Low-Income Housing May Make Frisco Home

City says Frisco needs affordable housing, but residents fear rise in crime

Low-income housing could be coming to one of North Texas' most affluent cities.

Developers will ask the Housing Trust Fund Board of Frisco permission to build two affordable housing developments in Frisco.

Developers get tax credits to build affordable housing. As part of the agreement, 25 percent of the units will be made available to Section 8 voucher holders.

Section 8 is a goverment-subsidized program that puts low-income households into privately owned rental homes and apartments.

"The people can't make over a certain amount, and that's moderate income people such as teachers, firefighters, and some of the units are held for people that make a lower amount of money," said Stacy Brown, the city's Housing and Grants administrator.

Some say it's a sign of Frisco's exponential growth.

"There's a lot of retailers that have requested, 'Is there anyway we can get some affordable housing in here, because a lot of our people have to travel to get up here, and that takes a lot of their income just to get here?' Brown said.

Business owners say it's difficult to fill their staff because low- to moderate-income workers don't want to travel the distance to Frisco and can't afford to live there.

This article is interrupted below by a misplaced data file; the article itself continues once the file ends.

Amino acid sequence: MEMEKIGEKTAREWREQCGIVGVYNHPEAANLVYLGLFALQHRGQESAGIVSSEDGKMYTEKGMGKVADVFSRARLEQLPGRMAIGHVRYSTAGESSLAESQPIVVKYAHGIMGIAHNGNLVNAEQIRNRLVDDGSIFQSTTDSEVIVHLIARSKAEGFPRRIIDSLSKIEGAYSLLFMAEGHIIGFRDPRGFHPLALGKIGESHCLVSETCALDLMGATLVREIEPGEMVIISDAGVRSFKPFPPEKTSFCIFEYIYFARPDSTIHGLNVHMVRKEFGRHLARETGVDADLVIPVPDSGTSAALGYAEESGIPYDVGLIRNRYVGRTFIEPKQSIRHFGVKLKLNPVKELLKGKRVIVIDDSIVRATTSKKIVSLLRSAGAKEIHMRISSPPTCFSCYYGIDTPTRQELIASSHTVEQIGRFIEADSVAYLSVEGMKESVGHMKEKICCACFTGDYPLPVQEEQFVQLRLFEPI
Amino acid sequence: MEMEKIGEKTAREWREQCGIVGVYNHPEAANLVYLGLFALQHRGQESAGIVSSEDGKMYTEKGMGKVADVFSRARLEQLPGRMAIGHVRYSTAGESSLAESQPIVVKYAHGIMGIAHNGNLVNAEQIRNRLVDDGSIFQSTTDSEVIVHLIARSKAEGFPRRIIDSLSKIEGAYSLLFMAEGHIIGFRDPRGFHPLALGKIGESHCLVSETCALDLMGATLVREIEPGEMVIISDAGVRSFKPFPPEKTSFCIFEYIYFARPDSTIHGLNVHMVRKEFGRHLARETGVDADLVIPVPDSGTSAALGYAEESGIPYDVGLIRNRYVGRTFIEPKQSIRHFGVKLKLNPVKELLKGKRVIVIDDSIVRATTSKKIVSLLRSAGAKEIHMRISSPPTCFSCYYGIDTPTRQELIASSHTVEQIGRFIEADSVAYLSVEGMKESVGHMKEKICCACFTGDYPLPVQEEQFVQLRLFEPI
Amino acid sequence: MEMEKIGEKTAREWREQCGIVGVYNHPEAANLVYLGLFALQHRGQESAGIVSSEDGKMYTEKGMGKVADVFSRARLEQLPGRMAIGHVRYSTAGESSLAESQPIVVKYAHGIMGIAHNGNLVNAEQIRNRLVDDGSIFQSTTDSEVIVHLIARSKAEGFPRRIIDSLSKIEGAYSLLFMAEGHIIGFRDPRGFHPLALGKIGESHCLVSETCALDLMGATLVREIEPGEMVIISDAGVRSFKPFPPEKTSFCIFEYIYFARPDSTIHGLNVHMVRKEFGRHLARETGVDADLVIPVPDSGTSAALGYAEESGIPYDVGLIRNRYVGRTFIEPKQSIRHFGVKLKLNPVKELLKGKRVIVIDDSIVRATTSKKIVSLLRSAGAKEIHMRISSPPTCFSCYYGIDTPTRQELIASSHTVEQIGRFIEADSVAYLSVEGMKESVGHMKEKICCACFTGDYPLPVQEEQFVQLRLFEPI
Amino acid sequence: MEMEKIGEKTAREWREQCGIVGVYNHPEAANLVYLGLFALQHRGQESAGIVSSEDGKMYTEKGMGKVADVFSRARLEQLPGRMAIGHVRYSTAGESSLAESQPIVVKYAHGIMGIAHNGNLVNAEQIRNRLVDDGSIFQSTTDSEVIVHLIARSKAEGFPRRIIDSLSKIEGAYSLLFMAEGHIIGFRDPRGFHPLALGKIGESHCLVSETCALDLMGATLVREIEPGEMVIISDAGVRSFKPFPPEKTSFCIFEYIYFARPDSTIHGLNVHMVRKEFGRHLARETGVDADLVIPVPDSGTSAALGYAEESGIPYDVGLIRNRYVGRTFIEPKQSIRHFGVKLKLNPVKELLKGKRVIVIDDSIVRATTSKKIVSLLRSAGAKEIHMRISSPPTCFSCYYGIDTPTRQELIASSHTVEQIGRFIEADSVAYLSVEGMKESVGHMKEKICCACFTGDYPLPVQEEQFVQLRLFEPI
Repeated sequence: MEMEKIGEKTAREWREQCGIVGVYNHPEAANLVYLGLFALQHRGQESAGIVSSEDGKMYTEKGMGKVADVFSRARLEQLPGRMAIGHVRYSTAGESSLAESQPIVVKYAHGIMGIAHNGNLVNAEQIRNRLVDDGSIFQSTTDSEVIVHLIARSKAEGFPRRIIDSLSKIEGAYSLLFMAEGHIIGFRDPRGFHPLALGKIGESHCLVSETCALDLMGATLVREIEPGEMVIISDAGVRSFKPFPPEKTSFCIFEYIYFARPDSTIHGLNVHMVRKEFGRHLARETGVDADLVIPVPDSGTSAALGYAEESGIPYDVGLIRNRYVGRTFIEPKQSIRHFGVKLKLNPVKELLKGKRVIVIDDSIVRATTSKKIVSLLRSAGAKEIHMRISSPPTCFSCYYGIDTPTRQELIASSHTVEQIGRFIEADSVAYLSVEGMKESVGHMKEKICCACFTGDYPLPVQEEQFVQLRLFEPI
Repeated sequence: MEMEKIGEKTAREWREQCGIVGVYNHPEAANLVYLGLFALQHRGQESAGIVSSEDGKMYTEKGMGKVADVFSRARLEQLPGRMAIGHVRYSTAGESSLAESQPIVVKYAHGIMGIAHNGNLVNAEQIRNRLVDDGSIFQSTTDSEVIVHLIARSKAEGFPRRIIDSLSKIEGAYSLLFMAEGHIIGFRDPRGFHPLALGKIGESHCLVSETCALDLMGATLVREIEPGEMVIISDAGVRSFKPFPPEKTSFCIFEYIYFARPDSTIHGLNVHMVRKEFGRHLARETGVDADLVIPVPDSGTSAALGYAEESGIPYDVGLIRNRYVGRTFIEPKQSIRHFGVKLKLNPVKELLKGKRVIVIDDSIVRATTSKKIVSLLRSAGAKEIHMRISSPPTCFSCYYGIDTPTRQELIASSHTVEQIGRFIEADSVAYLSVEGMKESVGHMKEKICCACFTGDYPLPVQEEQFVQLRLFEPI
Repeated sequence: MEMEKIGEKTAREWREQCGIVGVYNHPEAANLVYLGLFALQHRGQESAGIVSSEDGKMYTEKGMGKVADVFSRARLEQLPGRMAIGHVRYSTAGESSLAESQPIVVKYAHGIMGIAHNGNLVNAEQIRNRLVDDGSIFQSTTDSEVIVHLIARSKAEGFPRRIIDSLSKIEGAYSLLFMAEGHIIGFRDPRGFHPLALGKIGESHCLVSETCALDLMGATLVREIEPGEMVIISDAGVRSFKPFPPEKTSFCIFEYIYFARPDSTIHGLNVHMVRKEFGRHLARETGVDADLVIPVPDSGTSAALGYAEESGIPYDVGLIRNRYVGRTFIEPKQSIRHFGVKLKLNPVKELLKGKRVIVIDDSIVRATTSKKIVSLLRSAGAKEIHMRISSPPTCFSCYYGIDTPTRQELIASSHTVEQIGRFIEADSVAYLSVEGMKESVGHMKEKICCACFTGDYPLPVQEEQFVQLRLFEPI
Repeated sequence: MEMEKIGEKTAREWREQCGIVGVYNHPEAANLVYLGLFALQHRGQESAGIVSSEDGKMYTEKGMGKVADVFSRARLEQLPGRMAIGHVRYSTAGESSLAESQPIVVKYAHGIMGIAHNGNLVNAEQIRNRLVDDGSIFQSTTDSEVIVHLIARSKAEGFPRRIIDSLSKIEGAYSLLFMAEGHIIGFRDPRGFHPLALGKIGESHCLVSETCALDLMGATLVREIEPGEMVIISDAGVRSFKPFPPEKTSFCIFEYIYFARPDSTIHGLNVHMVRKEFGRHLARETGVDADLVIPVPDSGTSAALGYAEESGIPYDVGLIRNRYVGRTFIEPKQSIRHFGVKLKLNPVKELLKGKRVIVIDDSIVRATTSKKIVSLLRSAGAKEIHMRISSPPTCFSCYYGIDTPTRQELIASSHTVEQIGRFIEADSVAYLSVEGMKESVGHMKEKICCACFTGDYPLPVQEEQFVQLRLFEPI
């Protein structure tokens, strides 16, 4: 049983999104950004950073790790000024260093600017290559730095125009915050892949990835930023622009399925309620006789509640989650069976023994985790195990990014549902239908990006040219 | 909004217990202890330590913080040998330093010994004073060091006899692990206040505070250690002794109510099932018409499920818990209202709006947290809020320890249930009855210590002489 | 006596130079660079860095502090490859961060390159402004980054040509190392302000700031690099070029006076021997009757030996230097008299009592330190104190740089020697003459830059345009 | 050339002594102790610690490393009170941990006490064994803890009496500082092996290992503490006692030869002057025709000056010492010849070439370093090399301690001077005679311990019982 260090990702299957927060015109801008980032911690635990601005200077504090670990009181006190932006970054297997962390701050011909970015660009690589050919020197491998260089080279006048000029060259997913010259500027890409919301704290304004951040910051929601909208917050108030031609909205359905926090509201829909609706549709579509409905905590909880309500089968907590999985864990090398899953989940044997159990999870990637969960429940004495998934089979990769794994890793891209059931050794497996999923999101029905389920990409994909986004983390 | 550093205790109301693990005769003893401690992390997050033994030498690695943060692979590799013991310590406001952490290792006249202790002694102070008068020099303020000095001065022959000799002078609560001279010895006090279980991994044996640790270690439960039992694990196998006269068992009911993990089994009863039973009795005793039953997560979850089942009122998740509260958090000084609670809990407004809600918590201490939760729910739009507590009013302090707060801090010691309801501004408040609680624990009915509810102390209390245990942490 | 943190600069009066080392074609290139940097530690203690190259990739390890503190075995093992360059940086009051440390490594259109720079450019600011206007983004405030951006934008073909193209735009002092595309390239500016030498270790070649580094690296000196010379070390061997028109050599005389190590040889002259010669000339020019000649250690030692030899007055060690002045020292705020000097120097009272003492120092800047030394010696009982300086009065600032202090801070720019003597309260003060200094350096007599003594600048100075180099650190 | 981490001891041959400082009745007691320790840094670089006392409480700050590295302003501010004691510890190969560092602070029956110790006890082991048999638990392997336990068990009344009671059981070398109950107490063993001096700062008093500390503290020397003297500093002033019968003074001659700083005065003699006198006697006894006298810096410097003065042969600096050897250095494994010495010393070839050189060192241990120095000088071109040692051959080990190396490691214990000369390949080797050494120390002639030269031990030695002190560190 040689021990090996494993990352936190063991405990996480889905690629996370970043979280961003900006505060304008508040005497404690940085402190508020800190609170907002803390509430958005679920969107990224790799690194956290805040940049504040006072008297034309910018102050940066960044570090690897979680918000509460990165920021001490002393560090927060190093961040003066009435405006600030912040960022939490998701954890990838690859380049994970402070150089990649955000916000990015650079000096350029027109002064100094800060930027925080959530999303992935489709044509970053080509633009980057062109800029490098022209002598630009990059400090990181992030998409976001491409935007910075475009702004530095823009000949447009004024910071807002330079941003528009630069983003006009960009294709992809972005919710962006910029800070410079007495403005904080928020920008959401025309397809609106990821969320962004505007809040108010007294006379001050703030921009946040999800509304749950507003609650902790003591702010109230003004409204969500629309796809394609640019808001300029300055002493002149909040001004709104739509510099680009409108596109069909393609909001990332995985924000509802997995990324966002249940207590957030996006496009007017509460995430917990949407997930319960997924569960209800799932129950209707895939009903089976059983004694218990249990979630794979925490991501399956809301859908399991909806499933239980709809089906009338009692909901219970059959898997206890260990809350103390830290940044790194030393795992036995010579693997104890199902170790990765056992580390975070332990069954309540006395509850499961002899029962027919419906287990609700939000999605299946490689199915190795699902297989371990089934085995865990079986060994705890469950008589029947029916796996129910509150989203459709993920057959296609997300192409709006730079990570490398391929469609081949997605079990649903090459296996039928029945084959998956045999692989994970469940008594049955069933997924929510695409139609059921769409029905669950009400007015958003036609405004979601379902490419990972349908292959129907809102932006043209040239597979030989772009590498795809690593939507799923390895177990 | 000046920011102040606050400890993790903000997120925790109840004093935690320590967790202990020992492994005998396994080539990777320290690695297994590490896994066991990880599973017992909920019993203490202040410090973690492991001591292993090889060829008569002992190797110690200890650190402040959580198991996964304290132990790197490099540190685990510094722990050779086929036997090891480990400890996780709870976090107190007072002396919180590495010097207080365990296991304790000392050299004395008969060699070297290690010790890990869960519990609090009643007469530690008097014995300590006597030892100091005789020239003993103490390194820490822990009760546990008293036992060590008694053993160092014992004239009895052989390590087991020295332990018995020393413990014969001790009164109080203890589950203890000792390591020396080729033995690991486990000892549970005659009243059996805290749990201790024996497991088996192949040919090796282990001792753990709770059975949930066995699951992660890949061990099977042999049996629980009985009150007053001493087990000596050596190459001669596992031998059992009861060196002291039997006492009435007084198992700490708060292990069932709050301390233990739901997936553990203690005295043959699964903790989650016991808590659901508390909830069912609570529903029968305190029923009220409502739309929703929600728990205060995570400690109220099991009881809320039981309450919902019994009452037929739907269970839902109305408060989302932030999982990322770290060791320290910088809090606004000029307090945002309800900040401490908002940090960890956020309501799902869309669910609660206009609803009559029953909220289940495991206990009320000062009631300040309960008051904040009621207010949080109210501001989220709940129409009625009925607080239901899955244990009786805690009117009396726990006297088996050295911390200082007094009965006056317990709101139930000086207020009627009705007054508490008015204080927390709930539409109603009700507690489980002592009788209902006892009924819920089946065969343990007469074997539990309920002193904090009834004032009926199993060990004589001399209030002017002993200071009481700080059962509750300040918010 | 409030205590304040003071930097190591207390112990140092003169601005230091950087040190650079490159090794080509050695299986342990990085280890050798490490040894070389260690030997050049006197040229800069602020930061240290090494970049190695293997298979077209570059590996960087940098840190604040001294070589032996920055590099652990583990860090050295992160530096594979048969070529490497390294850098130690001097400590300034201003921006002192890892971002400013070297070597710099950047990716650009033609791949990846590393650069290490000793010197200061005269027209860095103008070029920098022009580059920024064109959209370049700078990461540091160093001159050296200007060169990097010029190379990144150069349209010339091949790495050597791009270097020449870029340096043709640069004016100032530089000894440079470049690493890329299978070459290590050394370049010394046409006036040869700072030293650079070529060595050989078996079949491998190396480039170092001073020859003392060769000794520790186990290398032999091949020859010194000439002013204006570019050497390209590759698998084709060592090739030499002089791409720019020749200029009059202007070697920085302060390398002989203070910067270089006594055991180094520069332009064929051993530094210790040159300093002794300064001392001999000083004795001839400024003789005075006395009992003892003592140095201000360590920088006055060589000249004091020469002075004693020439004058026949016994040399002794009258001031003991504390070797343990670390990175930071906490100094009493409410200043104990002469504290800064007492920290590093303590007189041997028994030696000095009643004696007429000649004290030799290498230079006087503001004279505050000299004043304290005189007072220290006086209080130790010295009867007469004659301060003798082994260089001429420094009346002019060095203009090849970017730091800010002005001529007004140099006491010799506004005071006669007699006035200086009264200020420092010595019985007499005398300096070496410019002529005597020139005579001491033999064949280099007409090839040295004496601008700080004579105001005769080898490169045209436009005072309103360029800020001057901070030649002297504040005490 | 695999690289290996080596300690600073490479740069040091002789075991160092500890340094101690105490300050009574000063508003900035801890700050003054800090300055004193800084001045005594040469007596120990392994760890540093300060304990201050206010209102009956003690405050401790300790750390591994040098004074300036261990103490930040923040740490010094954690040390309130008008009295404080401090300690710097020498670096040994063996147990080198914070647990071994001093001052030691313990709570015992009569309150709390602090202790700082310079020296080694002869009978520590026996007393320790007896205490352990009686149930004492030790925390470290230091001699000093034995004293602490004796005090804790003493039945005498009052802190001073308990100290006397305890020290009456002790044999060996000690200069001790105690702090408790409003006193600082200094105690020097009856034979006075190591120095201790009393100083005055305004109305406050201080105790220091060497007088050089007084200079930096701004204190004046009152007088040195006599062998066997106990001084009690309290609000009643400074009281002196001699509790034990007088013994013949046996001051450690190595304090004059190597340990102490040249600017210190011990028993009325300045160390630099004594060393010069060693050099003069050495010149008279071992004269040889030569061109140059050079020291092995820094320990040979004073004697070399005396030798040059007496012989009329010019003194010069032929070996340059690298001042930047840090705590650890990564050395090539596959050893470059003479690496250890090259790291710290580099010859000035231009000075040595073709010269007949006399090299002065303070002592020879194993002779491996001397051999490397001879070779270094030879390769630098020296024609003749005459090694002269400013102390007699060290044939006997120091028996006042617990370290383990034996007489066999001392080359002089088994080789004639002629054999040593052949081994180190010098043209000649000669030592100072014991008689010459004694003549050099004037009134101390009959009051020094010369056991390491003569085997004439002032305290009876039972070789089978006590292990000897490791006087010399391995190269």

But Frisco residents are concerned about what low-income housing could bring.

"What I've read about it is that it does cause crime to go up, and that certainly concerns me," Mark Walsh said.

Brown said creating affordable housing is imperative to Frisco's growth.

"To grow with our businesses, we need those workers. We need them to be able to come here. Otherwise, we can't staff our restaurants, hotels, retail," Brown said.

Still, residents say their afraid their property values will drop.

"At this point, I just want people to be informed and ask the question, 'How is this in the best interest of Frisco and why?'" Walsh said.

If the Housing Trust Fund Board approves the proposal, it will go before the Frisco City Council. The council has the final say.

Brown said the council has no reason to reject the proposal, because the developers have met all the criteria.

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